Costs of technology rising for media companies, PricewaterhouseCoopers says
The entertainment industry is having to invest heavily in new technology in order to keep up with consumer demand for their favorite music or television show on any mobile device at any time.
Over the next five years, digital content will account for 87 percent of the growth in spending in the entertainment and media business, according to a new report by PricewaterhouseCoopers. Those revenues will come from digital advertising, sales, licensing and other internet-based forms of capitalism.
But all that profit will come at a price.
“We've reached a tipping point that requires companies to make significant investments to stay on top of the technology,” Cindy McKenzie, managing director of PwC's entertainment, media and communications practice, said. “The exponential growth in the amount of digital content and the number of formats being used is causing a fundamental shift.”
Overall, information and technology spending in the entertainment sector will hit $60 billion by 2017 and will increase at a compound rate of 9 percent per year, the study finds. That spending will go towards enhancing the way that entertainment companies distribute their content and make it accessible across a dizzying array of devices and internet platform.
Gone are the days, McKenzie noted, when studios could get by with a small staff tasked with handling the digital supply chain. As consumer spending on digital products grows, so to will studios’ overhead costs.
“Companies need to figure out ways to make the same piece of content available on people's phones, on their tablets, on their computers and on their TV screen,” McKenzie said.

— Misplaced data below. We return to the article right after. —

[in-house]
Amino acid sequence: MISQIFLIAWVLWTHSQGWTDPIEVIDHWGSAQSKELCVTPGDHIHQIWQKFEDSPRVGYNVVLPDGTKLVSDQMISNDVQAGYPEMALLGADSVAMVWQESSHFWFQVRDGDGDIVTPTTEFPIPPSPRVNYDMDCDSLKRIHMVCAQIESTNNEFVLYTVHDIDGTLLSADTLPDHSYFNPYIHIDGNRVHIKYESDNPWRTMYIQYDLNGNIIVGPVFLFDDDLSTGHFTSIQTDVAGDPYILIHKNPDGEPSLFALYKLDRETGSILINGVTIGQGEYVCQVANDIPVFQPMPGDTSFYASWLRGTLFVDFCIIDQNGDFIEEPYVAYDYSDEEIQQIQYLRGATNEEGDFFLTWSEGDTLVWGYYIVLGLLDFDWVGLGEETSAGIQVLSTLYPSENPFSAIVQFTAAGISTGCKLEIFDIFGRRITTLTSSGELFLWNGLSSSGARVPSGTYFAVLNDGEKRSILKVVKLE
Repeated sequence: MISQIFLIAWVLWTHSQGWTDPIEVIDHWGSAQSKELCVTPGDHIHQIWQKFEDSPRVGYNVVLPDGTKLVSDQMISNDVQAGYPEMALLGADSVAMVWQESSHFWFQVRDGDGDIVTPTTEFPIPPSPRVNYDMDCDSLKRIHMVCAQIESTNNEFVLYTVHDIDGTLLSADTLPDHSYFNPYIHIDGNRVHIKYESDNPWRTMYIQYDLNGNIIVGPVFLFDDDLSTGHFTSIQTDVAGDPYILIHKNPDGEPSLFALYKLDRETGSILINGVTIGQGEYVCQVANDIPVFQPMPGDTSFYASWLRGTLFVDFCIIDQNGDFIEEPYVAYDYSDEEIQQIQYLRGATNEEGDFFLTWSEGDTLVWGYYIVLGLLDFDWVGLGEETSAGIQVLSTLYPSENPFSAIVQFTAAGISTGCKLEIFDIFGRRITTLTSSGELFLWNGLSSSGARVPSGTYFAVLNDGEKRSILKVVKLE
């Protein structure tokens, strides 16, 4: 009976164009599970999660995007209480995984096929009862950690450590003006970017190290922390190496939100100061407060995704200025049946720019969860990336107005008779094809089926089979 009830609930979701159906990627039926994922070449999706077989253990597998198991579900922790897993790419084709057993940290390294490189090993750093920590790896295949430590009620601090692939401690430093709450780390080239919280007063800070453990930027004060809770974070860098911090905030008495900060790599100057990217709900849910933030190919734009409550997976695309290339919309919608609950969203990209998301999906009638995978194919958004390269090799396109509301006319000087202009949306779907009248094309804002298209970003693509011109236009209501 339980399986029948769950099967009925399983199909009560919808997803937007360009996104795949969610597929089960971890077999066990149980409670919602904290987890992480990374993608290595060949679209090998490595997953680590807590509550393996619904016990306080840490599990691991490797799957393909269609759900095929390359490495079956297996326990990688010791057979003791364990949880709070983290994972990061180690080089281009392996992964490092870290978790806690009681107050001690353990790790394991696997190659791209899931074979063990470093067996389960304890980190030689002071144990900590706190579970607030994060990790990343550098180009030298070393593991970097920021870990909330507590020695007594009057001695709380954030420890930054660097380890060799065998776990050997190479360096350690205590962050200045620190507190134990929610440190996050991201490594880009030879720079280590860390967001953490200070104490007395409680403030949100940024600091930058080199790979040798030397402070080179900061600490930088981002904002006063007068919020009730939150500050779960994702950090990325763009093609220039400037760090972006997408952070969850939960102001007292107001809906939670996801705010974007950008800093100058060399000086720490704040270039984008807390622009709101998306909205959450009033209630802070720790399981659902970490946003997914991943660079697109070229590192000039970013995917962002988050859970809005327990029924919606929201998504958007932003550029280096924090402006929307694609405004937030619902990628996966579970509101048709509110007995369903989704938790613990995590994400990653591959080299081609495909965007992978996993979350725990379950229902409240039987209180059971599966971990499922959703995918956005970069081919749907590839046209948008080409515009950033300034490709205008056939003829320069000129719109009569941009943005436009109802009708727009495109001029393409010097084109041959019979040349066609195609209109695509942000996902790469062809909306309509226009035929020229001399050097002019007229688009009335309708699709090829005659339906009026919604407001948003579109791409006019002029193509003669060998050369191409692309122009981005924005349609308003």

This growth in digital spending is being made possible in part by cloud technologies, such as the iCloud and UltraViolet, which are making owning digital content more convenient and desirable by allowing users to stream shows, movies and music across multiple devices. Cloud technology may also be key to providing less expensive ways for entertainment companies to transfer their content and collaborate on products, the study notes.
Hollywood has had a tortured relationship with new technology, as important sectors of its home entertainment and music industries have lost ground to new players such as Netflix and Spotify. Yet these deep-pocketed players are also becoming a crucial source of sales now that they are beginning to make substantial investments in original programming. YouTube, the video streaming service that Google owns, recently invested $200 million in producing shows from established talents such as Russell Simmons and Adam Carolla, and Netflix, Amazon and Hulu are producing high quality programming such as “Orange is the New Black” and “Alpha House.”
They've also emerged as important buyers for the content, with companies such as CBS, Disney and Warner Bros. all signing distribution deals with online video providers in recent years.
“The line is being blurred between content producer, distributors and advertisers,” McKenzie said. “What we're finding with each and every one of the companies that we deal with is that it's causing significant changes throughout the technology eco-system.”